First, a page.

Do you get the problem? How could a physical thing, the body, affect a non physical thing, the mind? And visa versa. Admittedly, not an easy thing to explain. At the same time, we know in our hearts we feel like this happens and have felt this way all along.

Does this sound like something you would have no interest in? Well consider this. When your family doctor prescribes Prozac as a cure for feeling blue, he’s assuming the body affects the mind. And when your minister or rabbi speaks about not screwing your neighbor’s wife, he’s assuming the same thing; that the sins of the flesh corrupt the eternal soul. That the body affects the mind.

At the same time, when your therapist tells you that your negative thoughts are what is screwing up your sleep, she’s saying the mind affects the body. And when your son’s high school coach tells him he can win if he believes he can, he’s saying the same thing. That the mind affects the body.

How can any of this happen though if the mind and body are made of different stuff? And why should you give two hoots about how this happens anyway?

Why? Because whether you care about what Descartes said or not, you are affected by these arguments every day. As is every other human being. Including every single scientist and spiritual teacher. And everyone in talk therapy.

Moreover, every time you make a choice in life, this choice will be affected by what you assume about the mind body connection. Even if you never give these arguments a single thought. Even if you literally don't care.

So okay. Understanding how the mind and body connect is important. And some short French dude who lived a long time ago started all this trouble when he said they interact. What does all this have to do with talk therapy though? And why should you invest your time reading a book about this stuff. What's in it for you?

What’s in it for you? To begin with, the answer to how these two things connect explains some pretty interesting mysteries. Some of which may affect you directly and some of which may not. For instance, take ADD. Have you ever wondered why taking a drug which makes some people addicted and unable to focus can make other people focus better? What really makes ADD medications work anyway? And why don't these folks get addicted?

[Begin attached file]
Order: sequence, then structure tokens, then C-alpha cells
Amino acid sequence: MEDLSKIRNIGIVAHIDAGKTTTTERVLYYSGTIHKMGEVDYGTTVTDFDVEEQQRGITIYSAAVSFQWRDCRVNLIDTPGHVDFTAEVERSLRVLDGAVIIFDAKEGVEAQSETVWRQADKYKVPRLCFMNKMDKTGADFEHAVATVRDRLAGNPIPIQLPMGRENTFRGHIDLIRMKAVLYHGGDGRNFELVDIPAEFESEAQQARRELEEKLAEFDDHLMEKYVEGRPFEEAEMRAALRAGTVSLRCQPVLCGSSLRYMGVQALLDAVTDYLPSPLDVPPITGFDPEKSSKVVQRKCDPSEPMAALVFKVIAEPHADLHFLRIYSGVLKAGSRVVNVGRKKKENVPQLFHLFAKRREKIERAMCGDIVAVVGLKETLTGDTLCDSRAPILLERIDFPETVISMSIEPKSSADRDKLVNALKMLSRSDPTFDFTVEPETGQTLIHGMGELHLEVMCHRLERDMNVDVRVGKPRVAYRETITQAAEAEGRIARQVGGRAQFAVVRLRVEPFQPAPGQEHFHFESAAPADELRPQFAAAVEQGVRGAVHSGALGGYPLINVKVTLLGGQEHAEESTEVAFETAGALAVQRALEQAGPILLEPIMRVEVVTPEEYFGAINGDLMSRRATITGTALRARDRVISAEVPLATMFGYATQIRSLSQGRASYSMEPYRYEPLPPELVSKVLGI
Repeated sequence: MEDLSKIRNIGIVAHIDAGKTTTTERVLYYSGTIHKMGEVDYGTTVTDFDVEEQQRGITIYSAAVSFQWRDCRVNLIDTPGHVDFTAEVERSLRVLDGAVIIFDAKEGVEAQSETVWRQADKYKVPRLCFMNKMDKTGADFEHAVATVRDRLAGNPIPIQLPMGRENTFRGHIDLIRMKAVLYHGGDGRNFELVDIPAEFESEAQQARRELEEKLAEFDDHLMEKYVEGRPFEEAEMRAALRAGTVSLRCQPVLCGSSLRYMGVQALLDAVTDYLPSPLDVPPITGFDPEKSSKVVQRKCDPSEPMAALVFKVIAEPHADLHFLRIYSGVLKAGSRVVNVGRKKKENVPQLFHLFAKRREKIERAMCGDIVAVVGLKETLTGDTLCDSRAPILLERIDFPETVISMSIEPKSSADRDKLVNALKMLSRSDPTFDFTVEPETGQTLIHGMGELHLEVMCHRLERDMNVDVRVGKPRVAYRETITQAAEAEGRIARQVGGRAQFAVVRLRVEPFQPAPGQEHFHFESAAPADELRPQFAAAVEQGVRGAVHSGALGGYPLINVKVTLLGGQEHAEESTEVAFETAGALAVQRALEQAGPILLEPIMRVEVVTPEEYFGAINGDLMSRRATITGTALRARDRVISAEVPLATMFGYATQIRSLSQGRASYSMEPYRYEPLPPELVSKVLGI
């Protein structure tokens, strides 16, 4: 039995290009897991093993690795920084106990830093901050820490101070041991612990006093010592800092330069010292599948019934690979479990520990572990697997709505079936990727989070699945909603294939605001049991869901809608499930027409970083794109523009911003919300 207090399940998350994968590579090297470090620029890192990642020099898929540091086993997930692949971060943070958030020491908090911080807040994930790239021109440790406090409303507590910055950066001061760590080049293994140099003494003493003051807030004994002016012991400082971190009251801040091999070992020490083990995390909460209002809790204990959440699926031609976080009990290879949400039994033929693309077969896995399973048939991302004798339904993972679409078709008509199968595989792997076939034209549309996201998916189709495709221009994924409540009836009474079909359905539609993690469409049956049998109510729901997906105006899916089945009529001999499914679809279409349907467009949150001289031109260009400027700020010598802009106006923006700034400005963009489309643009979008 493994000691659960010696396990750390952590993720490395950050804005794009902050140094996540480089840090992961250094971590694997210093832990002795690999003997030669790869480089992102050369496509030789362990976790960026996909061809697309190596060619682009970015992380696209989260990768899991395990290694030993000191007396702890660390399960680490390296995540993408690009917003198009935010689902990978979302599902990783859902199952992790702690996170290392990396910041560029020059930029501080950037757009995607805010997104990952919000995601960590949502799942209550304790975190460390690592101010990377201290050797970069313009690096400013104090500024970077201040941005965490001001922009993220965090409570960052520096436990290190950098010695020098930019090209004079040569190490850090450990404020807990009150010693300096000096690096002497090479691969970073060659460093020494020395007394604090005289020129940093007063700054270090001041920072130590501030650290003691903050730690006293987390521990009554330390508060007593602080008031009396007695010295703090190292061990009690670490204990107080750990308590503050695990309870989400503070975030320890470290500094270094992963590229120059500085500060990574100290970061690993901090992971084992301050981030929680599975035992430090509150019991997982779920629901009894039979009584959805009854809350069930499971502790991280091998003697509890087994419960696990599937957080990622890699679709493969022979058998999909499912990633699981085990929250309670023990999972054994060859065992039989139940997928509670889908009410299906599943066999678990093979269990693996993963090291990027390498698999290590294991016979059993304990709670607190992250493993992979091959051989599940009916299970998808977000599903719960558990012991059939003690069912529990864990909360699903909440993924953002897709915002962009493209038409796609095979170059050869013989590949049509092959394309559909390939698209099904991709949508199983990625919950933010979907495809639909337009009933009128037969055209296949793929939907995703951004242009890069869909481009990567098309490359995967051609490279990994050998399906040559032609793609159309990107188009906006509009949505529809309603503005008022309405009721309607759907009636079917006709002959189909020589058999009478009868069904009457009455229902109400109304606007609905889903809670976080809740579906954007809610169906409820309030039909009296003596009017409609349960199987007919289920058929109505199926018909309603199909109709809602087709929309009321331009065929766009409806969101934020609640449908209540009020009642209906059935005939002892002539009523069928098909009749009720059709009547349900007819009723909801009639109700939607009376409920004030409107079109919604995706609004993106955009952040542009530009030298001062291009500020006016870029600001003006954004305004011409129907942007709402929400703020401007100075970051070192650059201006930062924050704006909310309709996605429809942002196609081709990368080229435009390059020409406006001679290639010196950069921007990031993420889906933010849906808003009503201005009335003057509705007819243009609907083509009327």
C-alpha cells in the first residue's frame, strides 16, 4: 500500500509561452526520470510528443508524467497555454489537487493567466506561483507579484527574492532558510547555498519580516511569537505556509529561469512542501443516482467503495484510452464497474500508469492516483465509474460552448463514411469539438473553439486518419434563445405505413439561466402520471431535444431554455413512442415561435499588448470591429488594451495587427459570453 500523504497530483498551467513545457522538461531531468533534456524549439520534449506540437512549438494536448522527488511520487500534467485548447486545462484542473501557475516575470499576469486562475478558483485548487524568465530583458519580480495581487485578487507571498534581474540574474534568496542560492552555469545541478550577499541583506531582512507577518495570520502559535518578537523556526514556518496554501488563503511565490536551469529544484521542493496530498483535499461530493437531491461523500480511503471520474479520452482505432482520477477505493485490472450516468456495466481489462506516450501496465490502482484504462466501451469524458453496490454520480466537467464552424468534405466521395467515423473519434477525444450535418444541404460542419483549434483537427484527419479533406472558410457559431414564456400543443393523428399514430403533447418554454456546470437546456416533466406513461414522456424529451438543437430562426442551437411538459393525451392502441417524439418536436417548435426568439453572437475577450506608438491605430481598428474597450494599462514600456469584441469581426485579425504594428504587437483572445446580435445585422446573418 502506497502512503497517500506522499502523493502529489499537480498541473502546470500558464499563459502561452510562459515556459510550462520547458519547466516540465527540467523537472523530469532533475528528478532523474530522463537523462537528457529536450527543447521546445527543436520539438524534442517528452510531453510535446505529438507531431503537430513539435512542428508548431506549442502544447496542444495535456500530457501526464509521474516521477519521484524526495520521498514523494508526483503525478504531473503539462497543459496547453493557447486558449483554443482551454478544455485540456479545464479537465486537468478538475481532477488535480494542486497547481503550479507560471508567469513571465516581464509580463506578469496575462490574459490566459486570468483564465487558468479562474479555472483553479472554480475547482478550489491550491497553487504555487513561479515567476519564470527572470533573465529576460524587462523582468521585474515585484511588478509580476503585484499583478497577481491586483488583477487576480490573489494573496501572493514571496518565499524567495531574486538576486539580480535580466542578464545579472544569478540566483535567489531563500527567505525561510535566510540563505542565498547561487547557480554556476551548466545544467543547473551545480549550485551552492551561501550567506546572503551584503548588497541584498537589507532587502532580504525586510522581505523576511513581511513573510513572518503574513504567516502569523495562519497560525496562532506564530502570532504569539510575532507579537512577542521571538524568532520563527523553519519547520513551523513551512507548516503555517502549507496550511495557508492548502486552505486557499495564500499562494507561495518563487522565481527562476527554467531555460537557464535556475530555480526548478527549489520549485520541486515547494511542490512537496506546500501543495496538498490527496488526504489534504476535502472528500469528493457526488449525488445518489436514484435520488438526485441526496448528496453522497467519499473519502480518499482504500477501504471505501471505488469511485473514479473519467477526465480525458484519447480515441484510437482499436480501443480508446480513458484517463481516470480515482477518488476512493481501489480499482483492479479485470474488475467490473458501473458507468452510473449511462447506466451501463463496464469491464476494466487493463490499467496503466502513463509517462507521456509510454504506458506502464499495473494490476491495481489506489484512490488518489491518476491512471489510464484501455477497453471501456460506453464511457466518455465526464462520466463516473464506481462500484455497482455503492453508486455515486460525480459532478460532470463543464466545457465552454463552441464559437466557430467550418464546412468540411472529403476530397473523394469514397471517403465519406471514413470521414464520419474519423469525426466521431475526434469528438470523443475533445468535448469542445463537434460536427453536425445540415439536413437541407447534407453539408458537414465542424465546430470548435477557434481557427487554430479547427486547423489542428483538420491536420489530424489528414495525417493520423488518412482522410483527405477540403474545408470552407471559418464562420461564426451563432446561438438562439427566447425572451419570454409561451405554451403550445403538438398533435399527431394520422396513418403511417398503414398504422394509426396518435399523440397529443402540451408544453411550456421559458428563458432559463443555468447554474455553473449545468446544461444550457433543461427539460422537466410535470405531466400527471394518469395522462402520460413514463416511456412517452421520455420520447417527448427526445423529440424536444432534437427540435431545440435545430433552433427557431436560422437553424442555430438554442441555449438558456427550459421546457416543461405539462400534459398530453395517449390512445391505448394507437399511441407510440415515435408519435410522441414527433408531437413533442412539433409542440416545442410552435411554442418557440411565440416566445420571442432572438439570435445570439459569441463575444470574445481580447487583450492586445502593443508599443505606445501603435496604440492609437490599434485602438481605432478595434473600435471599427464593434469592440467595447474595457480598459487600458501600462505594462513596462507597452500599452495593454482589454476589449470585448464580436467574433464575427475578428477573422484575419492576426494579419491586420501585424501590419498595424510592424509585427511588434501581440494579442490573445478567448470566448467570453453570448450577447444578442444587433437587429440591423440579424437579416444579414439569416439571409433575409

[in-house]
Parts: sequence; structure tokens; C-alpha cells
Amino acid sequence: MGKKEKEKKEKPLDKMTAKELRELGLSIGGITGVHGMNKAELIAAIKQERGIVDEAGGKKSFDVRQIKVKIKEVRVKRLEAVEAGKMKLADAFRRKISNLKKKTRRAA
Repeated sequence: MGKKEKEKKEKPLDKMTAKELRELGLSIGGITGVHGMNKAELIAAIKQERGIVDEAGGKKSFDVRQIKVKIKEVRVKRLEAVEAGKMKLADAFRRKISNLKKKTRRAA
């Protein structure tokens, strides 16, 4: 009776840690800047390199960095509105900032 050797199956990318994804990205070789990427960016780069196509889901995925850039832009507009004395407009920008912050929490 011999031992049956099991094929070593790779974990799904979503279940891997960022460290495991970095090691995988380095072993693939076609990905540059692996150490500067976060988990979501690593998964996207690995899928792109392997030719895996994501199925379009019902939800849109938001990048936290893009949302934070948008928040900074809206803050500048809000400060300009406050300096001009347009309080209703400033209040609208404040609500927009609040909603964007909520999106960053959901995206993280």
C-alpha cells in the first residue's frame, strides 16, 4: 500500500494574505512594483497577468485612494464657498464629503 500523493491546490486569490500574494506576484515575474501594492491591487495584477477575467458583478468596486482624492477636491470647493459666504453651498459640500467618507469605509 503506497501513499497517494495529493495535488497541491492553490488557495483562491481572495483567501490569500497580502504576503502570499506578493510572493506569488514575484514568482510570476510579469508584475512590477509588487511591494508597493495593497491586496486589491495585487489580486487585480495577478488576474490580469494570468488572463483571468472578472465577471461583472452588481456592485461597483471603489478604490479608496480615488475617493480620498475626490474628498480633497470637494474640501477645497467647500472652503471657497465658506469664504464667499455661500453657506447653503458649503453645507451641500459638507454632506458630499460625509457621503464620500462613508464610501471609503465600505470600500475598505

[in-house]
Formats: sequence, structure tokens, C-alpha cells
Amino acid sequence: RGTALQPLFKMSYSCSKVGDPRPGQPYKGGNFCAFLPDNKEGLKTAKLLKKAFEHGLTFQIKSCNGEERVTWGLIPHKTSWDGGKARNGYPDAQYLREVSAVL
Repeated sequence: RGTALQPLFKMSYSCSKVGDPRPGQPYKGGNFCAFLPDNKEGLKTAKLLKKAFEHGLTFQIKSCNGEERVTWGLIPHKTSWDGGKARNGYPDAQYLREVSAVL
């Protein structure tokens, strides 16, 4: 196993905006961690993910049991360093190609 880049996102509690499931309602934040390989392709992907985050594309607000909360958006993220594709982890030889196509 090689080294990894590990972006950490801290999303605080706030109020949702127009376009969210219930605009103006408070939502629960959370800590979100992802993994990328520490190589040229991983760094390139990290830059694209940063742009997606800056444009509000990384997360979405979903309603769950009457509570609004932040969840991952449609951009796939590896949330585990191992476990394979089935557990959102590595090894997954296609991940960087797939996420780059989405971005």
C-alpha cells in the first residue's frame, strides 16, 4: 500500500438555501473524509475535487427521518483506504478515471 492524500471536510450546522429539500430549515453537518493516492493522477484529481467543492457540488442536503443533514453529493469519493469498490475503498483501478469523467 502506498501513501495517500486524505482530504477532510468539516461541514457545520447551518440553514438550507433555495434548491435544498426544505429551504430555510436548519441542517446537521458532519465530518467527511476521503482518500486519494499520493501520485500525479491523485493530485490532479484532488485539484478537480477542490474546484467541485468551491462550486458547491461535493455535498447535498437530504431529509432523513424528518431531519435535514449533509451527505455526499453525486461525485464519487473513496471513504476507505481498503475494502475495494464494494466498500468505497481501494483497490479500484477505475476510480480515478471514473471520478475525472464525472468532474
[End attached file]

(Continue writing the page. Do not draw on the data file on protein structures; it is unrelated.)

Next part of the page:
How about curing this condition? Can this ever be done? Or must you resign yourself to the fact that you will be taking drugs for the rest of your life? The truth? If you can see how the mind and body connect, you have a way to understand all this. Including the proof that ADD is not a disease. What is it then? It’s a condition of the mind and body similar to being left handed in a right handed world. Moreover, folks who have this condition can learn to focus even without drugs. In fact, in some parts of life, they even have significant advantages over folks without ADD. What advantages? To see, you’ll have to delve into how the mind and body connect.

So what is it then that makes these folks struggle so with learning? It's simple really. We've designed our world to fit the needs of other group of people. The ones who have the mind body equivalent of being right handed.

Interestingly enough, when you understand all this, you realize we all have ADD. Just some of us have it in the mind, and some of us in the body. I, for instance, clearly have ADD in my body. Which explains how I can have a genius IQ and be so inept at sports and such.

Have I confused you? Don’t worry. None of this is actually not that hard to understand. Given you have someone who shows you how to combine philosophy, physics, fractal geometry, and talk therapy in just the right proportions and at just the right time to reveal the truth here. And no. The cure does not involve the waving of bones over peoples’ heads. However, it may cause some gnashing of teeth in pharmaceutical minded households.

What else will we be looking at?


God what a mystery this one is. Why? Because while many people believe the solution lies mainly in how you eat and exercise, even if this was true, it doesn't do us much good. Why not? Because there are not too many people for whom knowing these things solves the problem.